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Nintendo ditches Super Mario's sombrero. You can probably guess the reason.
Nintendo changed the front cover of its latest "Super Mario" video game after receiving backlash from Social Justice Warriors. Nintendo did not give a formal explanation as to why it made the change. (Christian Petersen/Getty Images)

Nintendo ditches Super Mario's sombrero. You can probably guess the reason.

Nintendo reportedly changed the cover of its latest "Super Mario" game after backlash from Social Justice Warriors.

"Super Mario Odyssey," which has yet to be released, initially showed Super Mario in the bottom left corner wearing a sombrero and a poncho. The image is from one of the levels in the game in which the character is seen wearing the traditional Mexican attire. Following the ire of SJWs, however, Nintendo replaced the image of Super Mario wearing the sombrero with an image of the main character in water.

Nintendo did not give a formal explanation as to why it made the change. But given recent instances of companies caving to people searching for a reason to be offended by just about anything, it's not a stretch to suggest the reason was related to cultural appropriation.

In a since-deleted tweet, one social media user criticized Nintendo for the Mexican "stereotype." But a number of other Twitter users replied, many of whom said they saw no problem with the cover.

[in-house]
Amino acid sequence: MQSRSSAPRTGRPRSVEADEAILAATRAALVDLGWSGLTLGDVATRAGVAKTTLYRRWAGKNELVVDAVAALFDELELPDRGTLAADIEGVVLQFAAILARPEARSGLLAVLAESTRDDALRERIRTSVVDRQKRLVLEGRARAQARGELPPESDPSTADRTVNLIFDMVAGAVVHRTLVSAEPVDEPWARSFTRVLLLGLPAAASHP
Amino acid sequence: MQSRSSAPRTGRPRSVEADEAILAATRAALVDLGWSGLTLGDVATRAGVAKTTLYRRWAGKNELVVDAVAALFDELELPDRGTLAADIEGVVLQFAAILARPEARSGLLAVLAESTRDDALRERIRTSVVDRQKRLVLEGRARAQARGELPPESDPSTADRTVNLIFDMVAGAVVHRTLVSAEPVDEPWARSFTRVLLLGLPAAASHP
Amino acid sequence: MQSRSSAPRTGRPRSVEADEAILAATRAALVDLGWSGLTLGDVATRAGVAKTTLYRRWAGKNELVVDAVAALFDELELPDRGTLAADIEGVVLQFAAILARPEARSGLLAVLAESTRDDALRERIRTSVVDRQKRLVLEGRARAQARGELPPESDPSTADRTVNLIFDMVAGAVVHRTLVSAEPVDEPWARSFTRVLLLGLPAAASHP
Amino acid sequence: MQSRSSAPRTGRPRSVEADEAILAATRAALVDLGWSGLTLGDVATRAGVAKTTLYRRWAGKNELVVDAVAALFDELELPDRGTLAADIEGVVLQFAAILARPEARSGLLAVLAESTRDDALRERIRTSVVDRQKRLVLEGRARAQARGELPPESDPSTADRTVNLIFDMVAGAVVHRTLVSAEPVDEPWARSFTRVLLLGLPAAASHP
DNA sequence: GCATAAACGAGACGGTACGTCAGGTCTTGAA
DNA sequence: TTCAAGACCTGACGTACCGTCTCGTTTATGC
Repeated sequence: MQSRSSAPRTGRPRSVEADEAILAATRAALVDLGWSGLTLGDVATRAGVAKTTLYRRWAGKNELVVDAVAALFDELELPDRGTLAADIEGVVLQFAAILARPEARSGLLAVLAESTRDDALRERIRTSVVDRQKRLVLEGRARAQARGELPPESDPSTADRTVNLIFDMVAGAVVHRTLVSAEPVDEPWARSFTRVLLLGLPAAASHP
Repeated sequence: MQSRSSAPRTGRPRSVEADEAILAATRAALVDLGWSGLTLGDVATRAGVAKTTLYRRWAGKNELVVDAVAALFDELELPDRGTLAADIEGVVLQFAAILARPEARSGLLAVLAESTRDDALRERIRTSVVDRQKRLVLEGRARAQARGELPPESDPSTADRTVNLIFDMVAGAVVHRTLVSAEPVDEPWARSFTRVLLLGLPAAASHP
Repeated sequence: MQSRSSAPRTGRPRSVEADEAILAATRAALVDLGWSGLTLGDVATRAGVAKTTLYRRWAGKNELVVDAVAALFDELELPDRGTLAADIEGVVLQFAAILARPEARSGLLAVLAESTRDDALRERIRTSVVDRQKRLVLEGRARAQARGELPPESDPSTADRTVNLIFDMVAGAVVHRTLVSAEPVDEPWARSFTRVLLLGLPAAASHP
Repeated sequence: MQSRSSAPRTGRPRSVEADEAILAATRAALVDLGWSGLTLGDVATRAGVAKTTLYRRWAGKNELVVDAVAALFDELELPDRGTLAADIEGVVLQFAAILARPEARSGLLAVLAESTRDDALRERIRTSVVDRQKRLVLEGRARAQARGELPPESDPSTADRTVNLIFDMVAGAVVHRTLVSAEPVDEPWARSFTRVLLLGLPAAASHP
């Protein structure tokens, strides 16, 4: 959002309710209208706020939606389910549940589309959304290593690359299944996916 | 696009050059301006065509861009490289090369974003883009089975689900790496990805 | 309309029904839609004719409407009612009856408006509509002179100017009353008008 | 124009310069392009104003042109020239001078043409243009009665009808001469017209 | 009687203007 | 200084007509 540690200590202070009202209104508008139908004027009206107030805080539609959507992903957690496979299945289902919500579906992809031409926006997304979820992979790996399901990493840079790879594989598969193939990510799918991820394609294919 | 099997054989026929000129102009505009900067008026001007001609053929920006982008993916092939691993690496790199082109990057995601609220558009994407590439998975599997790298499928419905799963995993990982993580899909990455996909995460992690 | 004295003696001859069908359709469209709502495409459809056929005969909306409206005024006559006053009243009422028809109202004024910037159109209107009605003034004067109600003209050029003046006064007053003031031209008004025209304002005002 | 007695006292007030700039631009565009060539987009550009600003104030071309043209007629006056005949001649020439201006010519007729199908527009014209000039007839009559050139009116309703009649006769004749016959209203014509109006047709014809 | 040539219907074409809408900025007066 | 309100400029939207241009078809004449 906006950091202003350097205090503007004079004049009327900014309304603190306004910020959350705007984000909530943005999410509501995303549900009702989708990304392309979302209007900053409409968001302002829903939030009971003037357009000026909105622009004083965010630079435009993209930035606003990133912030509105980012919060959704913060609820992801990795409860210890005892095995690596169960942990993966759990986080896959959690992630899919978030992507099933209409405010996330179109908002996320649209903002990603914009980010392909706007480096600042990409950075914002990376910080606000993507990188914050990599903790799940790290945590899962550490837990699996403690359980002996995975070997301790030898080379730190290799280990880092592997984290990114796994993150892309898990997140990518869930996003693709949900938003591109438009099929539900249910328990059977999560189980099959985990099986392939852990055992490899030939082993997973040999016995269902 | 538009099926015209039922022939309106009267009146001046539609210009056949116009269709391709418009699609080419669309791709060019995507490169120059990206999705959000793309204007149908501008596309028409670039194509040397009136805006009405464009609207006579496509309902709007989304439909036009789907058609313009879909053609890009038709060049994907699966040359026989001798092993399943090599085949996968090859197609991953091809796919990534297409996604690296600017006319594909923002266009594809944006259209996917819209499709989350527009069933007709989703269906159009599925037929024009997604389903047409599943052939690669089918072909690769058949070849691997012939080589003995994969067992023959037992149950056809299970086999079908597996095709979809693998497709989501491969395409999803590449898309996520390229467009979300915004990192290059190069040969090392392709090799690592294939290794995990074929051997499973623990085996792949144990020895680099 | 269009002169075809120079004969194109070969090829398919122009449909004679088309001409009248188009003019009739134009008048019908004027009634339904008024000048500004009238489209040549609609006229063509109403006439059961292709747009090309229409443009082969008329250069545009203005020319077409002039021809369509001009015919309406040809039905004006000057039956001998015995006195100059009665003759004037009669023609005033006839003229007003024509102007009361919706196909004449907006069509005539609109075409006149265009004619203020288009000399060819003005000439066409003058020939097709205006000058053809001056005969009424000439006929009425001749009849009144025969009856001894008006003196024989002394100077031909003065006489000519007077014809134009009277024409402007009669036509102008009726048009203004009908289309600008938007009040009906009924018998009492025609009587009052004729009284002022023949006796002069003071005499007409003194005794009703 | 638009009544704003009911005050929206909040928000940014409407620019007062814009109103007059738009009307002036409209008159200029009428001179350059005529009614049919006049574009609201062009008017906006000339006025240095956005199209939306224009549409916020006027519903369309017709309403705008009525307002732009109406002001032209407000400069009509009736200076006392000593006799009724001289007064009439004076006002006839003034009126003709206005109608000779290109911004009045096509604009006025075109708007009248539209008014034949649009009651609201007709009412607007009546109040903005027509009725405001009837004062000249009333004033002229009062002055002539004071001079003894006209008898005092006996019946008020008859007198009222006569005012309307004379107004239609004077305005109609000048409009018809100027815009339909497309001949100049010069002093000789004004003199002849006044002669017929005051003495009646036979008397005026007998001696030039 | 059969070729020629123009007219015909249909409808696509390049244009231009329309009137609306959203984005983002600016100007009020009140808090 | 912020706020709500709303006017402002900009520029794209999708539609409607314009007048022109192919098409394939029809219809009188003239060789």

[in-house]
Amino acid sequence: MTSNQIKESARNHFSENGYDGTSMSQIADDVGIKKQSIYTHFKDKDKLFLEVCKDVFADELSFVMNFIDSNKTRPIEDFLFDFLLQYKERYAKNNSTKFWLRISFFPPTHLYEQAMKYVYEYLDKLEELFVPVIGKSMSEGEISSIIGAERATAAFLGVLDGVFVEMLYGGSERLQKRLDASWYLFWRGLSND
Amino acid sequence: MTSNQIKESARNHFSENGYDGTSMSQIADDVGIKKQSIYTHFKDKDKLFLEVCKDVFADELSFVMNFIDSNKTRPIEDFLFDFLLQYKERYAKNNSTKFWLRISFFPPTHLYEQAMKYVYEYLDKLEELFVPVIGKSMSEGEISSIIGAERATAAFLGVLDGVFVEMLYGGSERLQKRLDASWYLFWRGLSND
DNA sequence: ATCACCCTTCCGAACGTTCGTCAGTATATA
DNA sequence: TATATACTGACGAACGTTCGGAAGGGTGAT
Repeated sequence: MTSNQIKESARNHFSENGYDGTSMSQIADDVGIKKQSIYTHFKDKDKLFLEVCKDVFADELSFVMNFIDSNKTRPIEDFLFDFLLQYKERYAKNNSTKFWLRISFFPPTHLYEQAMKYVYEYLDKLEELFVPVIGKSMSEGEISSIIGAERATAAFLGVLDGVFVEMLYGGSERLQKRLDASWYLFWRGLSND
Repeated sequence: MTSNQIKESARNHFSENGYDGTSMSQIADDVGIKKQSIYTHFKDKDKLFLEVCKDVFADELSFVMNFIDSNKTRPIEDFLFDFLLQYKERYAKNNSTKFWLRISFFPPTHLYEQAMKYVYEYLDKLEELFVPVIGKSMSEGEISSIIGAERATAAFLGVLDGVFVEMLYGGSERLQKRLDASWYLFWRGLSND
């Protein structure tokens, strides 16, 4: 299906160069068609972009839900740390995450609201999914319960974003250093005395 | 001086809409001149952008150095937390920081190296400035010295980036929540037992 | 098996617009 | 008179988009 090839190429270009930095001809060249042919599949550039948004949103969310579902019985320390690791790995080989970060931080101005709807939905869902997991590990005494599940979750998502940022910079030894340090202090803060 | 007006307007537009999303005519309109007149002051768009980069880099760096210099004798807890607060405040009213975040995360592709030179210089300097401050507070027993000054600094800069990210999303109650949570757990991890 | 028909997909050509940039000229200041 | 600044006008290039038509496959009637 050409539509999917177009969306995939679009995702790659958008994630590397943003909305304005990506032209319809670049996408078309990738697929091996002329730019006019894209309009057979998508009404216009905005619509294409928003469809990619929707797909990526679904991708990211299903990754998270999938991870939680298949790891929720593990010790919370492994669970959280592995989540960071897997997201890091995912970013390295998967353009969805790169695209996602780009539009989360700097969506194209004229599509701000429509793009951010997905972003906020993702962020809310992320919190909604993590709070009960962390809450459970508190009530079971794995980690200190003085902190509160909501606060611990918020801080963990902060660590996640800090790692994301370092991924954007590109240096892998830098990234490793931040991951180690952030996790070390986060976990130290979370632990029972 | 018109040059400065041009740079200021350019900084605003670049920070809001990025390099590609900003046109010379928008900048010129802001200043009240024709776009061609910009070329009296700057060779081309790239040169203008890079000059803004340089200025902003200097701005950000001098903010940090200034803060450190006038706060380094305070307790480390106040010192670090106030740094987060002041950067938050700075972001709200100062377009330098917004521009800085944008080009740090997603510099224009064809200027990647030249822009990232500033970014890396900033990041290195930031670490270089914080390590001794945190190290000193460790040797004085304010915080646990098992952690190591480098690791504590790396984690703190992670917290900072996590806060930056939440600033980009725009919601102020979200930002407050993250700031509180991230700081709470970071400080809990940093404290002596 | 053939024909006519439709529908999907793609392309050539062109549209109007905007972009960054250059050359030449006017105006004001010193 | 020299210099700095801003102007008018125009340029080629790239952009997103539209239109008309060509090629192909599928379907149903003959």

"I am from Mexico and I am honored that Nintendo does this," one user wrote.

Another added: "Mexican here, chinga tu madre. Don't try to speak for us, we Mexicans love this stuff and like seeing our culture in media. Pendeja."

In a post for the video game blog, GameRant, Dalton Cooper wrote that the change could be due to the backlash from SJWs:

One possibility is that Nintendo is responding to the backlash surrounding sombrero Mario. While most people seem to have accepted sombrero Mario as simply being one of the many outfits Mario can unlock in Super Mario Odyssey, others have accused it of being cultural appropriation. Considering this, Nintendo may have removed sombrero Mario to avoid offending any potential customers.

Cooper recognized that it's entirely possible, although improbable, that "the image used just wasn’t as exciting as the other images on Super Mario Odyssey's box art."

"The other images are either feature action or show off impressive settings in the game world, like the dinosaur world and New Donk City. The image of Mario wearing a sombrero is just him standing still, and the shot is too small to give fans a good look at the desert game world where the outfit can be unlocked," Cooper said.

A Nintendo representative did not immediately respond to emails from TheBlaze asking why it changed the artwork.

The game is set for release in late October, according to TechRadar.

"Super Mario Odyssey" is the first Super Mario game to receive anything but an "E" rating, meaning that the game is suitable for "everyone," since Nintendo started assigning ratings to video games in 1994.

Nintendo's latest Super Mario game has an "E10+" rating, which means that is is suitable for everyone above the age of 10.

(H/T: Daily Caller)

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